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Why it's important and what the RCM tick is all about

If you’re an EV owner – or interested in becoming one – you will be regularly handling electrical equipment that has the capacity to cause serious injury.

From DC fast charge points at public car parks, right through to a 10amp household power point in your garage, being able to safely and securely charge your electric vehicle is vital to it’s efficient use.

Want to know more about EV safety compliance?
The EVA can help.

Therefore, it’s important that the electric vehicle charging system you use is completely compliant with Australian and New Zealand safety regulations.

All EV Alliance members who design, manufacture, supply or install electric vehicle charging infrastructure or other electrical equipment are fully compliant with all relevant local electrical safety standards.

That means they are a:

There is more information about electrical safety compliance in New Zealand here, and for Australia here


If you have any questions about electrical safety compliance with regards the electric vehicles, please get in touch and we’ll be able to help you.


It should go without saying that any electrical work should ONLY be performed by a licensed electrician with experience in the EV sector.

An electric vehicle is likely to be the largest appliance you will have in your home and a car charging will pull significant current for a long time. As a result the standards for installations are dedicated and markedly different to just about every other appliance in your home.


Why should you only use products with the RCM tick?

The RCM (Regulatory Compliance Mark) is a symbol signifying that a supplier has taken the necessary steps to have a product comply with the electrical safety and/or electromagnetic compatibility (EMC) legislative requirements. It’s intended as an easy way for consumers to identify products which have met certain electrical standards.

Products that are labelled with overseas markings (for example, ‘CE’ mark or FCC approval) cannot automatically be lawfully supplied in Australia.


This further means that an individual who imports a charger or cable from overseas may not be insured if something goes wrong. In our experience a product may look the same as one sold by a local reseller but may have completely different internals and may not perform as expected.


Local companies typically spend thousands of dollars on local compliance which overseas companies simply do not perform. So while the product from Alibaba or eBay may look attractive, consider if the product will be safe and compliant with local standards. Or, to put it another way, if you use this product and it causes damage to people, vehicles or structures, will your insurance company still cover you?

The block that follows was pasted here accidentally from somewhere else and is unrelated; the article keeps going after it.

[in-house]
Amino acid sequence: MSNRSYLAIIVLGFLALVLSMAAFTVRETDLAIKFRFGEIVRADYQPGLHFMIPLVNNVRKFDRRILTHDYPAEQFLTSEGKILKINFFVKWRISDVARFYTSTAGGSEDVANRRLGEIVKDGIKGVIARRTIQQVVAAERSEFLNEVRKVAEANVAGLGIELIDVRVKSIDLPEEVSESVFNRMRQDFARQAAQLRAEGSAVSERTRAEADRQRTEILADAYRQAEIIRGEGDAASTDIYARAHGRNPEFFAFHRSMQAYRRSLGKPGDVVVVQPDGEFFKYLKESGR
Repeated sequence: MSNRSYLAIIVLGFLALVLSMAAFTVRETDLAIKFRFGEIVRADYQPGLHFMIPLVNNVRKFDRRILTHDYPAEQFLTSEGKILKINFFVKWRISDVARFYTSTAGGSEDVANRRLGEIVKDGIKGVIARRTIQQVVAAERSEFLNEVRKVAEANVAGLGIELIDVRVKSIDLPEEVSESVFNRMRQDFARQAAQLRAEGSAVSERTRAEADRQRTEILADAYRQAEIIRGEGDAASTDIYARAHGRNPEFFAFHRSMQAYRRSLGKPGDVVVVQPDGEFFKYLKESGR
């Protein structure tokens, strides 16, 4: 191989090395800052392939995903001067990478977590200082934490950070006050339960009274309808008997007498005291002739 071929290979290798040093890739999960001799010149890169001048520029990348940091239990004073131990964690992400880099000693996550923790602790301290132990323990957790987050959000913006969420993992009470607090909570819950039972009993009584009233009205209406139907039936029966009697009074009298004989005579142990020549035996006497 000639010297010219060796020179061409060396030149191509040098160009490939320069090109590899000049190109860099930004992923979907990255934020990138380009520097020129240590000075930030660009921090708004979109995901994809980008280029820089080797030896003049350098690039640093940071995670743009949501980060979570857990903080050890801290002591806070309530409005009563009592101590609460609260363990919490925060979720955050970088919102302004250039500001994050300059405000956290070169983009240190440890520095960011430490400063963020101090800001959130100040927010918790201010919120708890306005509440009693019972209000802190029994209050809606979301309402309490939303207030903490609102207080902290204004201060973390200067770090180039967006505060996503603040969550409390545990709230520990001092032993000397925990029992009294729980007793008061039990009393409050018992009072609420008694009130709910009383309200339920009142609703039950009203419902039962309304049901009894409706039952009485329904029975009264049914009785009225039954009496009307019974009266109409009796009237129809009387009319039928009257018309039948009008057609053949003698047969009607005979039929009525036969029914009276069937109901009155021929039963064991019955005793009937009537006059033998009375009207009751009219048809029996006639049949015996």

The ACMA regulatory framework for products supplied to the Australian market includes regulatory arrangements covering:


  • telecommunications customer equipment (CE) and customer cabling (CC)

  • radiocommunications devices

  • electromagnetic compatibility (EMC) performance of electrical and electronic devices, vehicles and devices with internal combustion engines

  • electromagnetic energy (EME) from radio transmitters.


The ACMA’s four labelling notices impose obligations on a supplier, including the requirement to comply with technical standard/s, maintain compliance records and apply the Regulatory Compliance Mark (RCM) to the product.


Compliance mark for products supplied in Australia


For all ACMA regulatory arrangements, the compliance label is the RCM.


An overseas compliance mark on a product DOES NOT indicate that the product:


  • complies with any of the Australian regulatory arrangements

  • can be automatically labelled with the RCM compliance label

  • can be supplied in Australia without the RCM compliance label.


Evidence of compliance


In limited situations, overseas compliance documentation may be sufficient to demonstrate compliance with Australian requirements. However, even in such situations, the product must still meet Australian labelling requirements and be labelled with the RCM.


A supplier should first refer to the applicable labelling notice/s to determine which technical standard/s are applicable to their product. This will indicate if international compliance documentation may be used to establish compliance for the product to be supplied in Australia.


A supplier may need to engage the services of an independent consultant and/or a test laboratory to determine if the overseas test reports or other documentation are suitable for use in Australia (to demonstrate compliance with Australian requirements). For example:


If the overseas test reports or other documentation are sufficient to demonstrate compliance with Australian requirements, the product may be labelled with the RCM.

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